Dropback Herring

A few weeks ago, while taking my afternoon constitutional with the dog along Ropes Beach, I witnessed the weirdest example of a massive biomass I’ve ever seen on the Cape. The fall is a particularly fecund time of year on the water, with the baitfish balling up into a tight concentrations that are assaulted over and over by blitzes of bluefish and striped bass fattening up before their southern migration for the winter. Usually the baitfish are immature menhaden, also known as “peanut bunker” but what I saw that afternoon on the shores of the cove was, in my opinion, a school of immature river herring, or alewives, also known as dropback herring because they drop back into the sea following their anadromous cycle of birth in the inland freshwater ponds and maturation in the deep sea.

The spring herring run is a classic event on the Cape, occurring in mid-April around the time the forsythias bloom.  During that run the adult alewives swim in from the deep ocean up to the very heads of the saltwater estuaries, lured in by some mystical genetic marker that leads them to seek out the same sweet waters they were born in. The fish then jump and wriggle their way up the coastal streams, over concrete fish ladders and other obstacles, dodging gulls and people with nets to finally made their way to some inland pond to drop their eggs and milt. These runs used to produce prodigious amounts of fish in colonial times, not so much any longer, and the state has imposed a ban on the taking of spawning herring for a number of years now.

What I saw, beginning at the footbridge and extending a half mile along the entire curving shoreline to Handys Point was a band of tiny black fish — minnow sized — that extended from two feet from the water’s edge out about 12 feet — a big long, moving black band of a gazillion tiny fishies all finning and pointing in the same direction, occasionally erupting when something disturbed their peace. Why do I think they were herring?

1. The week before I saw a steady stream of little black smolts swimming out of Little River.

2. Peanut bunker are distinctively shaped and these were not peanut bunker.

3. I’ve heard that herring like to circle the shorelines of the ponds in a big schools following their hatch. These fish were tucked right up on the beach, in the shallows where the sun could warm them.

Cue the video for a vague sense of what I saw. It’s not an exaggeration to say I walked past 20 solid minutes of fish during that sunny stroll.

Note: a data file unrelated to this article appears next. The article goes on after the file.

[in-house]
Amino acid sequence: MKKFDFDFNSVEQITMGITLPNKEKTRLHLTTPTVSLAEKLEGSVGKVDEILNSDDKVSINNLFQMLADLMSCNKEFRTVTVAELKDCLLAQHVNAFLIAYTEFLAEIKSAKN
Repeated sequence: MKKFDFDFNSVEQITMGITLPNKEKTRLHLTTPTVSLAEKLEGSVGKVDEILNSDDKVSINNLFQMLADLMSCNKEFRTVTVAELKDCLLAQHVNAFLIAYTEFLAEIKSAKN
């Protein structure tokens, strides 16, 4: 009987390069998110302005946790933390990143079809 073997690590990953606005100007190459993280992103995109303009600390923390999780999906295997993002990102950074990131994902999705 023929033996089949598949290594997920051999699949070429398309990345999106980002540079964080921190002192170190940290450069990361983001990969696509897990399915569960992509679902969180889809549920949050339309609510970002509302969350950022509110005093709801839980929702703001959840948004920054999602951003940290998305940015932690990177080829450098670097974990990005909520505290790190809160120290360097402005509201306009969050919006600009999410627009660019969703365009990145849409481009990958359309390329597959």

[flickrvideo]http://www.flickr.com/photos/churbuck/6359020805/in/photostream[/flickrvideo]

 

Favorite Things: Turnbull and Asser shirts

When I was in college my girlfriends tended to dress me, and one in particular, decided that my preference for rowing shirts won off the backs of vanquished opponents, Grateful Dead concert t-shirts, and frayed collar button downs carried over from my prep school dress code days needed to be replaced with a new standard “Dave Look” based on white Brooks Brothers button downs and well faded blue Levi’s 505 classic jeans.  Brooks Brothers was different in the 1970s, still the standard bearer of the iconic American Ivy Traditional look, and because of my allegiance to all things Yale, I expanded to include a few button flap pocket J. Press shirts as that shop was the classic Dink Stover haberdasher of New Haven.

After thirty years of Brooks Brothers I finally decided enough was enough. The quality of the oxford cloth was deteriorating, everyone and their brother owned the same shirts, and button downs simply aren’t fashionable enough for someone in the digital creative world. I’ve always been accustomed to life spent in coat and tie thanks to my years in boarding school. Forbes was a good place to indulge in bow-ties and suits. But once I arrived at McKinsey at the nadir of the dot.bomb revolution I realized the older partners were lost trying to repurpose closets full of $8,000 Brioni suits into something resembling business casual. The pit of sartorial despair was Lenovo — the computer industry is the worst dressed collection of pleated Dockers, golf-shirt wearing conformists in the world. As one former colleague despaired, the look was pure Greg Norman.